The "database error"
After Mother Jones reported on Tuesday that the Trump campaign had selected white nationalist leader William Johnson for its slate of California delegates, the Trump campaign at first claimed that the story was "totally false." But soon, Trump spokesperson Hope Hicks gave a different explanation: "A database error led to the inclusion of a potential delegate that had been rejected and removed from the candidate's list in February 2016," she said in a statement emailed to Mother Jones and other news organizations. Johnson then told Mother Jones that he would resign as a delegate.
The "bad ear piece"
In a Sunday morning interview in late February, Trump declined to disavow an endorsement for former Klu Klux Klan leader David Duke after being asked about it repeatedly by CNN's Jake Tapper. He later claimed that he couldn't hear what Tapper was asking. "I was sitting in a house in Florida, with a bad ear piece," Trump told NBC's Today show. "I could hardly hear what he was saying. I hear various groups. I don't mind disavowing anyone. I disavowed Duke the day before at a major conference."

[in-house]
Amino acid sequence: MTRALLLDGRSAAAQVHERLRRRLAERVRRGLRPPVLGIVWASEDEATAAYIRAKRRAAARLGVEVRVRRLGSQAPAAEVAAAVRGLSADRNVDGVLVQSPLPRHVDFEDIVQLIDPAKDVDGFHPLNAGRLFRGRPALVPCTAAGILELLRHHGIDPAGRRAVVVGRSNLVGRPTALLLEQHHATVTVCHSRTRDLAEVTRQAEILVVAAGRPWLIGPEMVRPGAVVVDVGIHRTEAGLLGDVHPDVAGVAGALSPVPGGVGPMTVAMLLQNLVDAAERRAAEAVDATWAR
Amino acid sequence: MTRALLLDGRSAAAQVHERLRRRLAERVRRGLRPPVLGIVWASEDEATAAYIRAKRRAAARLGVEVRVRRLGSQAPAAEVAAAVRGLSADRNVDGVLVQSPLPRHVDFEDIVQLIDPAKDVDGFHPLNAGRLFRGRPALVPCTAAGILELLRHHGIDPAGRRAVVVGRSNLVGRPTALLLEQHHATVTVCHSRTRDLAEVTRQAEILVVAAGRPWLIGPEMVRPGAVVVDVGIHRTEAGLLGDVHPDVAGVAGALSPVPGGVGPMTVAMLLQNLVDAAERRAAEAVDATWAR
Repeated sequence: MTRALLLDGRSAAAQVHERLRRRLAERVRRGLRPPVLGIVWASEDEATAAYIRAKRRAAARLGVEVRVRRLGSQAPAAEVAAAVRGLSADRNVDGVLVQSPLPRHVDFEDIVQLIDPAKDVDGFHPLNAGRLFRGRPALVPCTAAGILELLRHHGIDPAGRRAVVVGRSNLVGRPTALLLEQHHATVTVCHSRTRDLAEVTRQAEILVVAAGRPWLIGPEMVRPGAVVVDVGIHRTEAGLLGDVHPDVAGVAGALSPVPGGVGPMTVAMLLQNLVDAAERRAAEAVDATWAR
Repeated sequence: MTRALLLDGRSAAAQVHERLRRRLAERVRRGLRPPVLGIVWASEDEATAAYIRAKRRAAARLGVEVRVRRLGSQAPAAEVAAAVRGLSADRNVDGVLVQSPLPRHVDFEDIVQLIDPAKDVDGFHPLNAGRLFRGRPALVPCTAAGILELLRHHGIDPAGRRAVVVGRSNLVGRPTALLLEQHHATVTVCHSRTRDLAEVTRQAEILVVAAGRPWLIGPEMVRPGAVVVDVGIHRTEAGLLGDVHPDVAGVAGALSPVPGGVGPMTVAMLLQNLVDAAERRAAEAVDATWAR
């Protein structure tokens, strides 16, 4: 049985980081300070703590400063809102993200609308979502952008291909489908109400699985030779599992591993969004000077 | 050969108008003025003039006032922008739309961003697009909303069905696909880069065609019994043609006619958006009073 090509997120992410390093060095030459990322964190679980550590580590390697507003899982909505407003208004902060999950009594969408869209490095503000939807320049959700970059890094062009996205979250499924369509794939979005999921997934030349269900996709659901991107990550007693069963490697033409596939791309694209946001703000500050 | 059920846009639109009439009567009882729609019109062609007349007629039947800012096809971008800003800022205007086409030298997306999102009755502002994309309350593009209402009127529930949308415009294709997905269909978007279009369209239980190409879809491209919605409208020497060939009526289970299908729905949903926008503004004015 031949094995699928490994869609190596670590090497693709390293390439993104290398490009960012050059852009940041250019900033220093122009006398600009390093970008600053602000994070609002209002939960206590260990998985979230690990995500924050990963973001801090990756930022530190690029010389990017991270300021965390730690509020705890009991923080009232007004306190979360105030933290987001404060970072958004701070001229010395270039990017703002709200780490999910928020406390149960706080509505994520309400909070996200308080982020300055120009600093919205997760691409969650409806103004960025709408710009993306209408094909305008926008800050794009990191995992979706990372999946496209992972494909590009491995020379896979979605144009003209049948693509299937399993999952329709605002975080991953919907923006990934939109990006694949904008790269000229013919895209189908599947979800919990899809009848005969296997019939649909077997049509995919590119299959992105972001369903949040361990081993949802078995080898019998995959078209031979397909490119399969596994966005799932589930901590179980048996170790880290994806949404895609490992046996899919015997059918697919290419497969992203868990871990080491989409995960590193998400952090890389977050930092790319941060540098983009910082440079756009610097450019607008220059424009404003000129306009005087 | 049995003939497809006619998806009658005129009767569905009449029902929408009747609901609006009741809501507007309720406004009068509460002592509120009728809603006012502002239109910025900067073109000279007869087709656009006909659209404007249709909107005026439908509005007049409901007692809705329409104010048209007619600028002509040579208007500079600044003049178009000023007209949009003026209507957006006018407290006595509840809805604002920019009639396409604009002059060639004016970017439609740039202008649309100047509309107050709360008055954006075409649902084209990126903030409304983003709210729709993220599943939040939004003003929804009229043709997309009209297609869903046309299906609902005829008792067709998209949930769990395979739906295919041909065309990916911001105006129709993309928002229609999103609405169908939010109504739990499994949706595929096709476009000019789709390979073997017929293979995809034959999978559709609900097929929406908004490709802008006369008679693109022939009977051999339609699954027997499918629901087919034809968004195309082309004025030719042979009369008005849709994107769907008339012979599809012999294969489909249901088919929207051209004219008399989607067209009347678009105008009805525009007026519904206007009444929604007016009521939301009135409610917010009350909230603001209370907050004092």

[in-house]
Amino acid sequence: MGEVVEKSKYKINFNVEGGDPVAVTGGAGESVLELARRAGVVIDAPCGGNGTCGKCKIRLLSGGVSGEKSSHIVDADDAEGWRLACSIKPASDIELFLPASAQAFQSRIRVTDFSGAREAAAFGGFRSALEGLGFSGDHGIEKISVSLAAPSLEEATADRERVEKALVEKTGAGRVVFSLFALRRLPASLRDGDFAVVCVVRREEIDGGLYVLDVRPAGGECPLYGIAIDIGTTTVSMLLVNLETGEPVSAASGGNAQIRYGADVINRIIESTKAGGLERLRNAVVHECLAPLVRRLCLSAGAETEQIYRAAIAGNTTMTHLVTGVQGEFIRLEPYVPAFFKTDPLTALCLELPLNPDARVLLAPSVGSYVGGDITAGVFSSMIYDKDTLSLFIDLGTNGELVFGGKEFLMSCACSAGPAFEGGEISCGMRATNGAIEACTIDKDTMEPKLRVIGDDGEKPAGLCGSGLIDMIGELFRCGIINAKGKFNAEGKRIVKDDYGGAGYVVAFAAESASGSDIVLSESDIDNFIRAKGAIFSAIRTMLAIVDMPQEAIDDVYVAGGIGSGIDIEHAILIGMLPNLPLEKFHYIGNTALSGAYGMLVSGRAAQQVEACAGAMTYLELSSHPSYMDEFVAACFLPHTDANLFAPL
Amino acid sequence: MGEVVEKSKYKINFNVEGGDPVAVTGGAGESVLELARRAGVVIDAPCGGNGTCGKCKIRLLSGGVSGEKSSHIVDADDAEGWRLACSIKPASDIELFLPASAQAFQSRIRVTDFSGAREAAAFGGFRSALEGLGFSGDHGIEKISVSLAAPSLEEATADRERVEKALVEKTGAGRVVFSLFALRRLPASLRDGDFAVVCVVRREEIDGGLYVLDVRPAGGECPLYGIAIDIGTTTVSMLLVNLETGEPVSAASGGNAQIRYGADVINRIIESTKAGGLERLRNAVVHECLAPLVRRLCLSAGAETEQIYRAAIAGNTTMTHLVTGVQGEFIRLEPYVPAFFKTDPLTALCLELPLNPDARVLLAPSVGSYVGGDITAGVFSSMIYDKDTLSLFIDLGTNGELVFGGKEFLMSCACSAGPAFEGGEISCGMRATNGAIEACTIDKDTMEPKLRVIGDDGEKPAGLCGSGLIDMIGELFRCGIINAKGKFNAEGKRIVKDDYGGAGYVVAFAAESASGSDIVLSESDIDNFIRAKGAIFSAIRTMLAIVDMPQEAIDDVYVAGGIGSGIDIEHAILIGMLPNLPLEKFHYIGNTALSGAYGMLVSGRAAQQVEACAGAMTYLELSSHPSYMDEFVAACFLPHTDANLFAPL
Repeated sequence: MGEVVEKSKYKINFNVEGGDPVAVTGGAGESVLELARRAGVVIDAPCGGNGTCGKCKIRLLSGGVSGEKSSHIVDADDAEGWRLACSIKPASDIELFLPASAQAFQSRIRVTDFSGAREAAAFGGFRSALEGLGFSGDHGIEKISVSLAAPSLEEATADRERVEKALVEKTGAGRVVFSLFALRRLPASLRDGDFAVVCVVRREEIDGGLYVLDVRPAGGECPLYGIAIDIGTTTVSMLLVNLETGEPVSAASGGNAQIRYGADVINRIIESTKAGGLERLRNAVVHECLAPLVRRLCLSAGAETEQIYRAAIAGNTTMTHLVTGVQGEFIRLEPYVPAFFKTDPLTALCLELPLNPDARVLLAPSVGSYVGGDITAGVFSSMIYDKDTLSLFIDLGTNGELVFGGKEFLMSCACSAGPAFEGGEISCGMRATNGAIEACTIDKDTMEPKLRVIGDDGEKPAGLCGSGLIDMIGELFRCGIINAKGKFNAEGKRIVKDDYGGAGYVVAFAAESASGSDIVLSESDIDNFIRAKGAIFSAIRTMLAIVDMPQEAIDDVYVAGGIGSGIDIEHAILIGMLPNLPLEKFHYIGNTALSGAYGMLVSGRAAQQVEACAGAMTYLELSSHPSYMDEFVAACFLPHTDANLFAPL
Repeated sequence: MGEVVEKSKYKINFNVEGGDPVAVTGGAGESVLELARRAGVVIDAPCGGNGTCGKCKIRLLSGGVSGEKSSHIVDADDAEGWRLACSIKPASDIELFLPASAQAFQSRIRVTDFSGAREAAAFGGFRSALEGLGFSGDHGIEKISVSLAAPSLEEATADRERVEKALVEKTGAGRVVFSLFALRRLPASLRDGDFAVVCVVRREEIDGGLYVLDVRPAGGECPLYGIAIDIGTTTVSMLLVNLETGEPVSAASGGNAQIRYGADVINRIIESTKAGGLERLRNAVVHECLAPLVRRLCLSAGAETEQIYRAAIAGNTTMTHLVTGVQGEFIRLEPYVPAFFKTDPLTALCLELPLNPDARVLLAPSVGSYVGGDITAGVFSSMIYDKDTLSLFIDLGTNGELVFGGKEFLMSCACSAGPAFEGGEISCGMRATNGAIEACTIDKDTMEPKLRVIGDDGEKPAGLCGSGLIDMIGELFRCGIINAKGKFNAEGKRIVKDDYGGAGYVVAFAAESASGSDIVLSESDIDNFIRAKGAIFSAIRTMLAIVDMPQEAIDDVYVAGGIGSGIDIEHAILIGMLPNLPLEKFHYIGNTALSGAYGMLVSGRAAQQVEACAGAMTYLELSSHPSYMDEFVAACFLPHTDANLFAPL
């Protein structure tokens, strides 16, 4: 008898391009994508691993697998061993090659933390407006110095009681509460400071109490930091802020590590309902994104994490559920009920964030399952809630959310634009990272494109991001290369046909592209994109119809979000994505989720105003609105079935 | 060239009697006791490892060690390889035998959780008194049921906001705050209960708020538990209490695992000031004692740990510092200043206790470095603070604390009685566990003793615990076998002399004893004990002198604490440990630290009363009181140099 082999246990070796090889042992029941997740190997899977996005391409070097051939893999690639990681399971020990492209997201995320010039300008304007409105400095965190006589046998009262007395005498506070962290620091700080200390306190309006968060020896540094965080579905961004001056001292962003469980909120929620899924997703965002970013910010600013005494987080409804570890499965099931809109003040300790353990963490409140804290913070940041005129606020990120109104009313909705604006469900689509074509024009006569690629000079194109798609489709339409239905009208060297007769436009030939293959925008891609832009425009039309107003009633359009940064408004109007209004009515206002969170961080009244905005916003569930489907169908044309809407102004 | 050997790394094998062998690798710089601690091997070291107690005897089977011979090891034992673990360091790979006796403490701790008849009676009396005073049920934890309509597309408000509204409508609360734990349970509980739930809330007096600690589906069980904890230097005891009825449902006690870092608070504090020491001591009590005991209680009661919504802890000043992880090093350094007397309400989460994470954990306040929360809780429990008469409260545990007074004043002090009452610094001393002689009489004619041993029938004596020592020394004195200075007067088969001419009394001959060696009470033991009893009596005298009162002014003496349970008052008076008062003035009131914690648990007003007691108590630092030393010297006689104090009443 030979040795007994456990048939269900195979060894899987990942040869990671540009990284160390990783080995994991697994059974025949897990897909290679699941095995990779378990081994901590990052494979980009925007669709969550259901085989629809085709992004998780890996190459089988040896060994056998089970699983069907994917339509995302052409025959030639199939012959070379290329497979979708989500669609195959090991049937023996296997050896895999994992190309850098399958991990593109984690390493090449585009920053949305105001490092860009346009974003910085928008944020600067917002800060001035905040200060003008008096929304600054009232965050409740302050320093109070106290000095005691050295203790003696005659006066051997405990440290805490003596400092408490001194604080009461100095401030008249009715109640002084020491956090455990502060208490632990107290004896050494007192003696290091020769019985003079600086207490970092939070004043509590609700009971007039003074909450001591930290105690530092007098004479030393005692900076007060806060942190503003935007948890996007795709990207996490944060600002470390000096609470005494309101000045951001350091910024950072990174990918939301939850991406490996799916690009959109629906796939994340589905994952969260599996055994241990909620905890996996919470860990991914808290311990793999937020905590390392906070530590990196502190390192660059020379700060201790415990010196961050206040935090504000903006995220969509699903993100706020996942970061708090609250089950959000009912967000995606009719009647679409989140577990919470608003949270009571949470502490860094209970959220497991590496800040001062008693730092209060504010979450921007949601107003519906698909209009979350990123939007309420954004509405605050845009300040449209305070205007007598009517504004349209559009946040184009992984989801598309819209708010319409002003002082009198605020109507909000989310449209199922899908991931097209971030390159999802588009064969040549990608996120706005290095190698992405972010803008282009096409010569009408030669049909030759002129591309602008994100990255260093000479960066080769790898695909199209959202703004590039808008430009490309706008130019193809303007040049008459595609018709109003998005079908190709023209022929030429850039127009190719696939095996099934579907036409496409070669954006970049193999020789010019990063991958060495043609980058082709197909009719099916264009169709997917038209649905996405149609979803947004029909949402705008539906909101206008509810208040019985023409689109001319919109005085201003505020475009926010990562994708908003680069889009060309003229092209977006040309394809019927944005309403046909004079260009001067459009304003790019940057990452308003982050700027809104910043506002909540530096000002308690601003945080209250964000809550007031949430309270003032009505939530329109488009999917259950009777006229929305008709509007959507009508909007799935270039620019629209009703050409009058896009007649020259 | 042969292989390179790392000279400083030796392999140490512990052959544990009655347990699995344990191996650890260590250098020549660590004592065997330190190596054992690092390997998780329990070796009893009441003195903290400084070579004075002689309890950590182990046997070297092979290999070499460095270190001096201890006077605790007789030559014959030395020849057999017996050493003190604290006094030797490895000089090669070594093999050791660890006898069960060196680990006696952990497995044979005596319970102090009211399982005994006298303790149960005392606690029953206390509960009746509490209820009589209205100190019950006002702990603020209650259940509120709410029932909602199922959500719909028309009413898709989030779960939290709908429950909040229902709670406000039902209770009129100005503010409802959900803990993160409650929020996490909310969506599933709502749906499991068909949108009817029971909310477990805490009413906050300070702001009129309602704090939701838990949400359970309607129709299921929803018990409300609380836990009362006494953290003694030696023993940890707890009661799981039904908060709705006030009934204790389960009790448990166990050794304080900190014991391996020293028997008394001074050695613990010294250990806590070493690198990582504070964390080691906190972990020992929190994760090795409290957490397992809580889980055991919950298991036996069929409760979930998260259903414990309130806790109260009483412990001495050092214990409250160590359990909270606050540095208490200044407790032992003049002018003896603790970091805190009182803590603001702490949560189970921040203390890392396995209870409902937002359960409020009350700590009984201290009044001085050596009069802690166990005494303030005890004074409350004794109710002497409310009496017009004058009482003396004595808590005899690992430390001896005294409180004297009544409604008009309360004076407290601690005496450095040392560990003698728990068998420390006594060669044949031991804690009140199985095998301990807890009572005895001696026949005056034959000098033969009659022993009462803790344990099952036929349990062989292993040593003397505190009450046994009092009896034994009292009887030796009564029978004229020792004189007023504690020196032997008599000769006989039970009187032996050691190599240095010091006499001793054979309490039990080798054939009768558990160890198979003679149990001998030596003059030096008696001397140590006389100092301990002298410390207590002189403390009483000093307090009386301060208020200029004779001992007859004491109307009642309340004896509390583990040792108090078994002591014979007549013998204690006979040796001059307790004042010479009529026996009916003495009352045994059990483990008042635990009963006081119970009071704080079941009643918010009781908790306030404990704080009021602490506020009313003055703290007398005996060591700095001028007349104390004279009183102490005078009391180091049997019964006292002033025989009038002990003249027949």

A source familiar with Trump's three television interviews that Sunday morning told Mother Jones that NBC and Fox were in charge of the camera and satellite truck—a common pool sharing arrangement—and that the same equipment was used for all three interviews. "So the notion that some particular earpiece was to blame is not accurate," the source said.
The Photoshop glitch
Last July, Trump tweeted a photo of himself looking stoic against a backdrop of an American flag and marching soldiers.
The tweet seemed unremarkable, until close observers noted that the soldiers used in the image were in fact dressed as WWII-era Waffen-SS infantry. The Trump campaign deleted the tweet and told The Hill that an intern was at fault.
Various other social media glitches apparently have involved the processor between Trump's ears: He has retweeted white supremacist Twitter accounts such as @WhiteGenocideTM and @EustaceFash, which campaign spokesperson Hicks has explained by noting that Trump pays no attention to who's doing the tweeting, but only to the content.
Author: Josh Harkinson